The challenge lies in creating secure areas in your network that they will not have access to. This can be accomplished by either establishing VLANs in your internal network that are not visible to the Extranet. VLANs can be implemented using routers, firewalls, and network segmentation.
An organization or business is well served if they make a conscious examination of the security situation they are in. This includes identifying assets, doing a comprehensive risk assessment, identifying threats, and evaluating vulnerabilities. These four components will help the business principals understand what they are up against and how to cost effectively address these issues. Figure 1.17 shows the relationship between the four business requirements.
Figure 1.17: The business requirements of a security environment
The following sections explain the various business requirements that need to be addressed when designing a security topology. The failure to consider any one of these aspects can cause the entire design to be flawed and ineffective.
Every business or organization has assets and resources that are valuable. These assets must be accounted for, both physically and functionally. Asset identification is the process in which a company attempts to place a value on the information and systems in place. In some cases, it may be as simple as counting systems and software licenses. These types of physical asset evaluations are part of the normal accounting process a business must perform routinely.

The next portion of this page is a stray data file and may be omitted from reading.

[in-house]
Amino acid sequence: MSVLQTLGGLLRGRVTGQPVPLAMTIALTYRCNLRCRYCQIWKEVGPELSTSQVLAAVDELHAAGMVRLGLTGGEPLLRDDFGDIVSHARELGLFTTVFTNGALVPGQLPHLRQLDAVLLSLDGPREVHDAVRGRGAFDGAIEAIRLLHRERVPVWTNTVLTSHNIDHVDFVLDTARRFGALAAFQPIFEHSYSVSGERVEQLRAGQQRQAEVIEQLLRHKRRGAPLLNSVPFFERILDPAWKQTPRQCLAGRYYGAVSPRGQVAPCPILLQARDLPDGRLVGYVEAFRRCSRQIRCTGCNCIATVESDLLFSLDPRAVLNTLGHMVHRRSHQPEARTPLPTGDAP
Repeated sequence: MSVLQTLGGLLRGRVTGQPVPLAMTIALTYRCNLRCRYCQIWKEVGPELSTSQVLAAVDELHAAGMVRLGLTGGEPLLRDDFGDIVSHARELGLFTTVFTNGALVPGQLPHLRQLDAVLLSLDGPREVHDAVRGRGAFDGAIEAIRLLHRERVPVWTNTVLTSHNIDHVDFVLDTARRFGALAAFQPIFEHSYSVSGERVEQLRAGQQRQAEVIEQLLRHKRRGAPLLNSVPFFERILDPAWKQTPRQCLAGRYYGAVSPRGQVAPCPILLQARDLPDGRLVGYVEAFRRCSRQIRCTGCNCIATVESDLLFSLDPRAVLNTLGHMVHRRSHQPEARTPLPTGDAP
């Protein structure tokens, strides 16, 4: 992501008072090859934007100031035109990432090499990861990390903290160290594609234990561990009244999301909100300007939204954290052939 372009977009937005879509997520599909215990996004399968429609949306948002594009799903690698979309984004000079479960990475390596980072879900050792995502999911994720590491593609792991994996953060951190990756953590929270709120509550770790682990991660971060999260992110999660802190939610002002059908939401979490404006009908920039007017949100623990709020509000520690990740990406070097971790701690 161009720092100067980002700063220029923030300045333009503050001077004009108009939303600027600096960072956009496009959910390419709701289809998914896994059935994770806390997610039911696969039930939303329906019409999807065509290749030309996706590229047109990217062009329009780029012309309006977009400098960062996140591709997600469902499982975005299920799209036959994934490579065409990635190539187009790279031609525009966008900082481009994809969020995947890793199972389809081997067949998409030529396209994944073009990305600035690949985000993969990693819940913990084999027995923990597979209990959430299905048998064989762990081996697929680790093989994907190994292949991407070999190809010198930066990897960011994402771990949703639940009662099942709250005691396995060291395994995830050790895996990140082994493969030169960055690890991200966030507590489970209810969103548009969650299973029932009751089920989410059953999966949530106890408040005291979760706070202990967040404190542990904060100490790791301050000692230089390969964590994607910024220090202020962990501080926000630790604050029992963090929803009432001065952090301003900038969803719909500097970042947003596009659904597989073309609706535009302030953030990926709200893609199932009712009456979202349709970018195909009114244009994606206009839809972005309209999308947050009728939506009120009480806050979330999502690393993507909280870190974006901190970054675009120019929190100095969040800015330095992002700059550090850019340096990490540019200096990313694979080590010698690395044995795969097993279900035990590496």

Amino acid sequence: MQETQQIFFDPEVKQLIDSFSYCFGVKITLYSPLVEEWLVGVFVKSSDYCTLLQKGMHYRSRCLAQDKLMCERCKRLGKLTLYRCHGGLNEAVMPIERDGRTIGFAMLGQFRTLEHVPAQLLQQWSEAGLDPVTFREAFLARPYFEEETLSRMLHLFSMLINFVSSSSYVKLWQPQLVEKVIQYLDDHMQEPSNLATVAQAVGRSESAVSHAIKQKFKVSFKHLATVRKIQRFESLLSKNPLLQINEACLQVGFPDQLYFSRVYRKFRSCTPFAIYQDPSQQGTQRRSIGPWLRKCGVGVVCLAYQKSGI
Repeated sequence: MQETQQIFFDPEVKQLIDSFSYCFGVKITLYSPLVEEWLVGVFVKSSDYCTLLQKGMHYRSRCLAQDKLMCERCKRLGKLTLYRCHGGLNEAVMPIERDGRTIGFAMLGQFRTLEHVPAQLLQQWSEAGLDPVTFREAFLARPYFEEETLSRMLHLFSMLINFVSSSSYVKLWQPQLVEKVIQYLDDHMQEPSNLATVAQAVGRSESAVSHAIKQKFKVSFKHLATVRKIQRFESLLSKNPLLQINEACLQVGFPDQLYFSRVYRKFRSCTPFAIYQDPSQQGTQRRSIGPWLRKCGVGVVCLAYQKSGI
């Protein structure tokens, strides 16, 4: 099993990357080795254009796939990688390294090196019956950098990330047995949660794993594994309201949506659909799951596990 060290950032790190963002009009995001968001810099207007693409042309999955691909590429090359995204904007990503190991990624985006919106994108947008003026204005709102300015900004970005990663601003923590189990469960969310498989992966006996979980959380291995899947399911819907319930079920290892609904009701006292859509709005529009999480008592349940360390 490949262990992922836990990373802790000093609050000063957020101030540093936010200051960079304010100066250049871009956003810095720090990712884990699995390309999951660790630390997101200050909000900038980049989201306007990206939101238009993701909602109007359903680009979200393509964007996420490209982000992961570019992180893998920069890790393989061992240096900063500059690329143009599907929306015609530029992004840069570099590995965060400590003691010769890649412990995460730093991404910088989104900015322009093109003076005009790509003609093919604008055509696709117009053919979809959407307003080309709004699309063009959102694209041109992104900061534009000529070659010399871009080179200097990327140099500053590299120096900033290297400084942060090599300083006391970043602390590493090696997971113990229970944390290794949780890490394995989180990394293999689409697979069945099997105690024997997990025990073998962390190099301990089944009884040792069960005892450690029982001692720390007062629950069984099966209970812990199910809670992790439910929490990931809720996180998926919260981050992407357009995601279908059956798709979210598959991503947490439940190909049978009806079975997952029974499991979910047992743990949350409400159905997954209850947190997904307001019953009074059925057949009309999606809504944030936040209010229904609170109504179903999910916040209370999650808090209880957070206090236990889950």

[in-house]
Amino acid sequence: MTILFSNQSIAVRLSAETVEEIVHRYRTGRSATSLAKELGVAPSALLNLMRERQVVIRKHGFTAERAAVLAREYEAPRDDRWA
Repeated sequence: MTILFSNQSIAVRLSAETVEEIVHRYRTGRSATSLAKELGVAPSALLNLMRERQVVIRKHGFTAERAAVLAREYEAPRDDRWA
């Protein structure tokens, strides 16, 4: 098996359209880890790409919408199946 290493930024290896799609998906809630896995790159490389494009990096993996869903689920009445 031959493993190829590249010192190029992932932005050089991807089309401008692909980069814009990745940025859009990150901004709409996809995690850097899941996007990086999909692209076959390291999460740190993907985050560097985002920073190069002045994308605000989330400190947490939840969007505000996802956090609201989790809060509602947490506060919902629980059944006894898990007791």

The more difficult part of an asset identification process is attempting to assign value to information. In some cases, you may find yourself only able to determine what would happen if the information were to become unavailable or lost. If absence of this information would effectively shut down the business, this information is priceless. If you have this type of information, determining which methods and approaches you should take to safeguard the information becomes easier.
You would not necessarily assign the same value to the formula for Coca-Cola that you would to your mother's chicken and rice recipe. The Coke formula would be worth a fortune to a person who stole it. They could sell it to competitors and retire; your mother's recipe would make a nice dinner, but would not be particularly valuable from a financial perspective.
There are several ways to perform a risk assessment or risk analysis. They range from highly scientific formula-based methods to a conversation with the owner. In general, you will want to attempt to identify the costs of replacing stolen data or systems, the costs of downtime, and virtually any other factor you can imagine.
Once you have determined the costs, you can then evaluate the likelihood that certain types of events will occur and what is the most likely outcome if the occur. If you work in New York City, what is the likelihood of damage to your business from an earthquake? Will your risk assessment place the high probability of an earthquake on your list of primary concerns? On the other hand, how could a reasonable person possibly have imagined or even planned for the September 11, 2001, attack on the World Trade Center? Many ISPs, data centers, and businesses have had to rethink risk assessments because of that tragedy.